Manila, Philippines – Business and policy leaders from across Asia and the Pacific are gathering in Manila this week to identify opportunities for more sustainable growth in the world’s most diverse marine environment.(Press release from the office of Mr. Gregg Yan)
The Coral Triangle Business Summit opens on Tuesday, 19 January and will attract representatives from more than 100 businesses as well as non-government and international development organizations.
Organized by the Philippine Government and WWF with the assistance of USAID, the Summit will be held on 19 and 20 January and will outline pathways and networking opportunities for key sectors in the Coral Triangle interested in reducing their ecological footprint.
It will also provide a platform for financial support and investment for businesses willing to commit to sustainability and green growth.
“There is a growing demand for seafood and other marine products from this region, as well as increased tourism, coastal development and oil and gas interests, all driven by exploding population growth and increasing affluence,” said Head of WWF Coral Triangle Programme Dr. Lida Pet Soede.
“Business leaders therefore have a central role to play in the protection and on-going management of this unique and important marine environment.
“Thankfully there are emerging opportunities for businesses willing to operate more responsibly, and growing demands from consumers for greener products. This summit will help businesses leaders identify what some of those opportunities are.”
The Coral Triangle is scientifically defined as the marine region encompassing Indonesia, Malaysia, Papua New Guinea, Philippines, Solomon Islands and Timor-Leste.
Covering just one per cent of the earth’s surface, the Coral Triangle includes 30 per cent of the world’s coral reefs, 76 per cent of its reef building coral species as well as vital spawning grounds for tuna.
The region sustains the lives of more than 120 million people, along with thousands of small and medium businesses that heavily rely on healthy marine environments and resources.
But the Coral Triangle’s marine environments are threatened by over-exploitation and environmental degradation, compounded by population pressures and severe climate change.
According to a WWF report coral reefs could disappear from the Coral Triangle by the end of the century and the ability of the region’s coastal environments to feed people could decline by 80 per cent if no effective action is taken.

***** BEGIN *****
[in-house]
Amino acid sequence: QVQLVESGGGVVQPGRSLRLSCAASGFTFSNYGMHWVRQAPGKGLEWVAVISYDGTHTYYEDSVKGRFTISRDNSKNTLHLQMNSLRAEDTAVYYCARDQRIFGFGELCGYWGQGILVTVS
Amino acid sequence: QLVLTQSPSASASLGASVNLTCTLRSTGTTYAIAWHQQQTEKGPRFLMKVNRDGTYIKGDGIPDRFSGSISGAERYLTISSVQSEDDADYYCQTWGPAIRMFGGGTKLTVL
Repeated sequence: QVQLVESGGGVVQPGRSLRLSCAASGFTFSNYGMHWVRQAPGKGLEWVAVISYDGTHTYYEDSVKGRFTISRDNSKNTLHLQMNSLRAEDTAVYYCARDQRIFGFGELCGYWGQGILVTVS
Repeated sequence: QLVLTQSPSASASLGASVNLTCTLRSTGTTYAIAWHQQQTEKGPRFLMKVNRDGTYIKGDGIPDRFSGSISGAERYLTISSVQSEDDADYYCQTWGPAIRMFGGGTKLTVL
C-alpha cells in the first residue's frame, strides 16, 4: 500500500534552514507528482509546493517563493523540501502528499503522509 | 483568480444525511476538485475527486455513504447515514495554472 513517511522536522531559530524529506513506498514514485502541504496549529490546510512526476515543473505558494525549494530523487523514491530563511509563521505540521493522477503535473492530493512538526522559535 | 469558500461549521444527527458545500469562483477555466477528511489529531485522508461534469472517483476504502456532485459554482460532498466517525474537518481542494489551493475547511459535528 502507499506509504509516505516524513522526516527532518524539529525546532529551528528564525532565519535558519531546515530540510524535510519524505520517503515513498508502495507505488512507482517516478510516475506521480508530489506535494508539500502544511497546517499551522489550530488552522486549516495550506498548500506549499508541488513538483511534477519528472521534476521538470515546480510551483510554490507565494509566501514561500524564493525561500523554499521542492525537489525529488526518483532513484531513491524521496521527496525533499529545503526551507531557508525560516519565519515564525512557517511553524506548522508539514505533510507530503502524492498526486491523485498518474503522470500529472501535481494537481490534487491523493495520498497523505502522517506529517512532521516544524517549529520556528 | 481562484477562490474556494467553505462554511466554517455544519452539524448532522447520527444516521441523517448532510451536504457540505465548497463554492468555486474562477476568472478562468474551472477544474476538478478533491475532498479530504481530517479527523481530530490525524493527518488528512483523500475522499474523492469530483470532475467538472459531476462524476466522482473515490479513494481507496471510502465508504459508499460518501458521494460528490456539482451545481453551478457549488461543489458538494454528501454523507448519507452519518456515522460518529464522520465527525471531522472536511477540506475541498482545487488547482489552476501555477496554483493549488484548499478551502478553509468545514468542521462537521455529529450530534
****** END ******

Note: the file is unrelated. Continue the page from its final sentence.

For more information:
Charlie Stevens, WWF Coral Triangle Media Office, +61 424 649 689
Paolo Mangahas, WWF Coral Triangle Communications Manager, +63 9293600121
Gregg Yan, WWF-Philippines Communications, +639178334734
The summit concluded with the private sector outlining a plan to protect the Coral Triangle.
In the seafood sector, fishing operators and buyers agreed to address the problem of overcapacity and overfishing through a number of measures including:
1/ Ensuring that fish are not sourced from illegal, unregulated and unreported (IUU) operations;
2/ Implementing catch and trade documentation schemes to ensure traceability;
3/ The use of third party certification schemes such as MSC to promote sustainability;
4/ Reducing bycatch (including juvenile fish) through adopting bycatch appropriate technology and techniques; and
5/ The promotion of low carbon fish production methods and trade practices.
Martin Brugman, president of global seafood supplier Culimer B.V said one of the issues discussed was how adding value to fish could help operators to better address the problem of overfishing.
“Ultra-low temperature production of tuna for example allows for better quality fish when it’s landed and helps fishermen get by taking less fish from the oceans but making more dollars,” said Mr Brugman.
Cebu Air used the summit to significantly extend its program to help protect Apo Reef in the Philippines. ‘Bright skies for Juan’ is an initiative that allows consumers to donate money with each flight to a WWF climate change adaptation program to protect the Philippines’ largest coral reef.
by Jesusa Bernardo
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